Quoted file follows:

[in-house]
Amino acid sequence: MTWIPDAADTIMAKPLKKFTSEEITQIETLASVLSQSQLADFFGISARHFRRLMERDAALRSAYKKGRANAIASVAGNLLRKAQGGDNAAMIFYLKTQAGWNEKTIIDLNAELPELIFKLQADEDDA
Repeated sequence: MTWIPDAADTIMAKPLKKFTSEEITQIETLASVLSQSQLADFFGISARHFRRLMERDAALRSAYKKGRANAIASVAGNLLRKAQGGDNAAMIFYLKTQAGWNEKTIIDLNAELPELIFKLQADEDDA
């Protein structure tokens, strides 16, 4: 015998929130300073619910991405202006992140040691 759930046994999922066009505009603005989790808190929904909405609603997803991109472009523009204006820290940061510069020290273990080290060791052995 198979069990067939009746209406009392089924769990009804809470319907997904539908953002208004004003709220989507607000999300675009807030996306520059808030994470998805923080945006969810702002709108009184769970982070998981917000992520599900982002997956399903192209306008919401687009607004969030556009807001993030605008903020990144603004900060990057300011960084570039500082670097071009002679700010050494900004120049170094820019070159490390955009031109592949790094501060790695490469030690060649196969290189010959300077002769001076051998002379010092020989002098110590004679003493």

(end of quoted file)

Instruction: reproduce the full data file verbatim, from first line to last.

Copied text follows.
[in-house]
Amino acid sequence: MTWIPDAADTIMAKPLKKFTSEEITQIETLASVLSQSQLADFFGISARHFRRLMERDAALRSAYKKGRANAIASVAGNLLRKAQGGDNAAMIFYLKTQAGWNEKTIIDLNAELPELIFKLQADEDDA
Repeated sequence: MTWIPDAADTIMAKPLKKFTSEEITQIETLASVLSQSQLADFFGISARHFRRLMERDAALRSAYKKGRANAIASVAGNLLRKAQGGDNAAMIFYLKTQAGWNEKTIIDLNAELPELIFKLQADEDDA
């Protein structure tokens, strides 16, 4: 015998929130300073619910991405202006992140040691 759930046994999922066009505009603005989790808190929904909405609603997803991109472009523009204006820290940061510069020290273990080290060791052995 198979069990067939009746209406009392089924769990009804809470319907997904539908953002208004004003709220989507607000999300675009807030996306520059808030994470998805923080945006969810702002709108009184769970982070998981917000992520599900982002997956399903192209306008919401687009607004969030556009807001993030605008903020990144603004900060990057300011960084570039500082670097071009002679700010050494900004120049170094820019070159490390955009031109592949790094501060790695490469030690060649196969290189010959300077002769001076051998002379010092020989002098110590004679003493």